When we convert arable land to farming practices and cultivation, again India is way ahead of all BRICS countries. The data on rice and wheat cultivation clearly shows that India cultivates more land than any other BRICS member country.
Cumulatively, therefore, India is well ahead in terms of arable and cultivated land, especially when looking at rice and wheat cultivation. By default, therefore, India should ideally produce more rice and wheat than other BRICS countries. Unfortunately, the case is quite the opposite.
BRICS Rice productivity
In the 1960s, India and China, then predominantly agrarian economies, produced almost similar amounts of rice per unit of cultivated land.
Today, despite cultivating more land, India is the fourth largest producer of rice among the BRICS countries. China today produces nearly 1.5 times more rice per unit of land than India. Brazil and Russia are also far ahead of India in terms of rice production per unit of cultivated land. Since the 1970s, rice productivity in India has reached a structural limit. There is hardly any major government program or intervention to make our rice fields productive.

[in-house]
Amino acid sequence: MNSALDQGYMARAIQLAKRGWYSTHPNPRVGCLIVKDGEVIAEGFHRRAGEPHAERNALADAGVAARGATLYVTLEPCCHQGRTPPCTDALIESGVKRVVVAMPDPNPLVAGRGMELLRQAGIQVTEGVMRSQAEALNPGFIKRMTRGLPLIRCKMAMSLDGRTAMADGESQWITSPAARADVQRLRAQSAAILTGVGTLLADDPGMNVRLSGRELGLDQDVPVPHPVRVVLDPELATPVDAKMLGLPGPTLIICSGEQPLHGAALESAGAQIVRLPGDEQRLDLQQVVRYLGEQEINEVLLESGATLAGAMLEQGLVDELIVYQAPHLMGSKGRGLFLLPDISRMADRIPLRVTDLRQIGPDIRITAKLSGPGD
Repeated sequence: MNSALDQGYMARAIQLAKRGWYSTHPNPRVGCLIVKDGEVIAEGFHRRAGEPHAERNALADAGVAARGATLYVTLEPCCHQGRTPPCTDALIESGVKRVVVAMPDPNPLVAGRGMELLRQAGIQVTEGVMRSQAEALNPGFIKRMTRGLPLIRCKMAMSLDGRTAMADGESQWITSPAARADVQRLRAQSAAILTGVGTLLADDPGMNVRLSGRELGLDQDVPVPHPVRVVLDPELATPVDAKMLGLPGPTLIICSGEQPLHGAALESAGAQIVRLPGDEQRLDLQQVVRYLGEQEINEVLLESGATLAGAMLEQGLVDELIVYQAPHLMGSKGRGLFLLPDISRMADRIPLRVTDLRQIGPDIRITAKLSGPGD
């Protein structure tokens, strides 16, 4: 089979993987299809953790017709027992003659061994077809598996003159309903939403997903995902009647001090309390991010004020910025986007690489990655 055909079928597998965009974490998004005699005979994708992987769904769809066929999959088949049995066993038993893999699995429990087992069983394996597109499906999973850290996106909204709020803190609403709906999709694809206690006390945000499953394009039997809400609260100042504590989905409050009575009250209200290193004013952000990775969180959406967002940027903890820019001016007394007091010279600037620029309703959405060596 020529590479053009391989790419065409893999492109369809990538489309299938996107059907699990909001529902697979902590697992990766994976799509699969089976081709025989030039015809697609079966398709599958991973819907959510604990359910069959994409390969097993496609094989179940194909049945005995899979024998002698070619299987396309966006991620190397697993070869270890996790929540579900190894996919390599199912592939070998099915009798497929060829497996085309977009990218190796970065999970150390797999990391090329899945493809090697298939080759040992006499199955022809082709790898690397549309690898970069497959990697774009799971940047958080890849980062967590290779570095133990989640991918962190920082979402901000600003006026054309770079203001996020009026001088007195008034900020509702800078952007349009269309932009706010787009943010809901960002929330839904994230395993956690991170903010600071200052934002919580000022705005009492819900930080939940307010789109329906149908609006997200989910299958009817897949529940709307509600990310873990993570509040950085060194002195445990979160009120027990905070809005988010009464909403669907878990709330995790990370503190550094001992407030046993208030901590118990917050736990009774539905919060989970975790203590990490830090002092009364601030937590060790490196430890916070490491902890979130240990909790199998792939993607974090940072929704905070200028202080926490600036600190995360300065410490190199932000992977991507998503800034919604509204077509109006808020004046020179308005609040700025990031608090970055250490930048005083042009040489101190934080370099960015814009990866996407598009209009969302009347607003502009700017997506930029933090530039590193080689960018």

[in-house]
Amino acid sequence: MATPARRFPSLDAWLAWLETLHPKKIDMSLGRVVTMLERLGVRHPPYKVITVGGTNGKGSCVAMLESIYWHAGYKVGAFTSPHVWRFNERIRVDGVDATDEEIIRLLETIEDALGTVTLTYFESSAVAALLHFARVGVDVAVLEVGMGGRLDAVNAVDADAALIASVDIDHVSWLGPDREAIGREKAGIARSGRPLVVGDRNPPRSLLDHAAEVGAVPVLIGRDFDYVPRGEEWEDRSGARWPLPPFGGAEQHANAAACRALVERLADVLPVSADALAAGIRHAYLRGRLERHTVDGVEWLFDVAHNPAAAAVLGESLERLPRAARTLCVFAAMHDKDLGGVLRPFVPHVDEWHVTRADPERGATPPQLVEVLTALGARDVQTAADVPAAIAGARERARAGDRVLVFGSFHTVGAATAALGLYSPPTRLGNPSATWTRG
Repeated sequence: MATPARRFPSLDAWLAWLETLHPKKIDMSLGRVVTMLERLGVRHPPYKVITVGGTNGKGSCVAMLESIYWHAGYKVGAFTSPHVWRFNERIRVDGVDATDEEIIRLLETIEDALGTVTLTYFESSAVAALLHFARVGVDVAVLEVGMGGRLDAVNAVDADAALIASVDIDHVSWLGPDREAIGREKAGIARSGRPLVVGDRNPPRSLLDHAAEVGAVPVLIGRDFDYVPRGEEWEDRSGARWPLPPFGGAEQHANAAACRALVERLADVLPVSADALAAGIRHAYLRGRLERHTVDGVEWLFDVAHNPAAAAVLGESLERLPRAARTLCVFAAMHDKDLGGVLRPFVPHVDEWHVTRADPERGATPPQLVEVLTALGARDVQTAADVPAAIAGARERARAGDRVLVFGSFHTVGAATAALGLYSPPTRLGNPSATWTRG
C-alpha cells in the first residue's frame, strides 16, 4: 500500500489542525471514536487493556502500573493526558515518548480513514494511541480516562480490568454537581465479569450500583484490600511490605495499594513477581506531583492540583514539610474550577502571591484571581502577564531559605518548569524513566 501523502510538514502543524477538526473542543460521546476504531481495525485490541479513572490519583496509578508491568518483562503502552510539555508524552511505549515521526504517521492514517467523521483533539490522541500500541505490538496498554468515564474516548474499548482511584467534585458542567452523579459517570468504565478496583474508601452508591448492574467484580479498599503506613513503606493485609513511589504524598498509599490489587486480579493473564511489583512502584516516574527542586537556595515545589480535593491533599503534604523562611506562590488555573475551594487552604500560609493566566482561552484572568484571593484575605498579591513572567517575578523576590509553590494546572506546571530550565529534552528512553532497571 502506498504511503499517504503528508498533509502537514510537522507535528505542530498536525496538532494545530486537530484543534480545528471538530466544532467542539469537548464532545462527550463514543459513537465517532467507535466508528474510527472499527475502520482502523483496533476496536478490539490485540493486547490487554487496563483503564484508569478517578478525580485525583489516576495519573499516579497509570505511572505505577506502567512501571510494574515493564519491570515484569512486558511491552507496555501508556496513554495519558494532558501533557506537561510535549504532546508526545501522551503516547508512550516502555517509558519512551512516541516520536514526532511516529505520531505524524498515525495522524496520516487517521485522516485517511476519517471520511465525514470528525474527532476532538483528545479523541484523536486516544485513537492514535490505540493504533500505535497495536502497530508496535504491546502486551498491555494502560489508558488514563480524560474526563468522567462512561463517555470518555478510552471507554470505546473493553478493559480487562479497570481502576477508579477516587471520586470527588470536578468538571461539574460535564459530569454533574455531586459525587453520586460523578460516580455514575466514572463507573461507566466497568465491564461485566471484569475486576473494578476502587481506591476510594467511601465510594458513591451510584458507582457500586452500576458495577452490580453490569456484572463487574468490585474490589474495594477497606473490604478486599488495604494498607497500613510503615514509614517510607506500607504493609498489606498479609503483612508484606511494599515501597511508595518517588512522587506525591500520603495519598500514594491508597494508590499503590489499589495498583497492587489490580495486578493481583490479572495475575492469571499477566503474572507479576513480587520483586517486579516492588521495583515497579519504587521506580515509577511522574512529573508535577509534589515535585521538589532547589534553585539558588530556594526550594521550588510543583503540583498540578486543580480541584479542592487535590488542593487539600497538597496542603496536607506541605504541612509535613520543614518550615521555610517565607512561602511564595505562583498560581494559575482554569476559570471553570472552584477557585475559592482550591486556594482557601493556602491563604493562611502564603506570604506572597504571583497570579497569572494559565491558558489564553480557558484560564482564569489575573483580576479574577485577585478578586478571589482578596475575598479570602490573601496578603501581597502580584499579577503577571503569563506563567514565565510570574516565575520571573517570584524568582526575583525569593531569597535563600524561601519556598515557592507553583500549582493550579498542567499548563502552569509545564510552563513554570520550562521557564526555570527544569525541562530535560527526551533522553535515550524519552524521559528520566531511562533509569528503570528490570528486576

A similar story of under-productivity also haunts the saga of wheat growing in India. China produces significantly more wheat per unit of land than other BRICS countries. The productivity of wheat from Russia, Brazil, South Africa and India is almost comparable today.
However, as India cultivates more land, it becomes evident that we are producing comparatively less.
Labor market anomaly
India has a smaller labor force among the BRICS countries. While nearly 50 percent of the Chinese and Russian population work, only around 37.85 percent of Indians are in the labor market (it has declined from 41 percent previously). What does it mean? Job creation in India is less numerous and rather declining. As a result, 37.85 percent of India’s labor force must feed the remaining 63 percent of the population – a greater burden to earn more per unit of labor employed. In most developed economies like the G-7, nearly 50 percent of their population is a working population which keeps their households richer.
Economists have sufficiently clarified that the greater the dependence on agriculture, the poorer the country remains. Countries must industrialize to create jobs.
Sir Arthur Lewis, a Caribbean economist of African descent, winner of the Nobel Prize in economics in 1979 for his “dual sector” model, was one of the first to pioneer critical ideas in this sector. The two-sector model and several other modernization theorists have empirically argued that when populated countries lack industrialization and job creation, their agricultural sector will experience a concentration of excess labor leading to disguised unemployment phenomena. .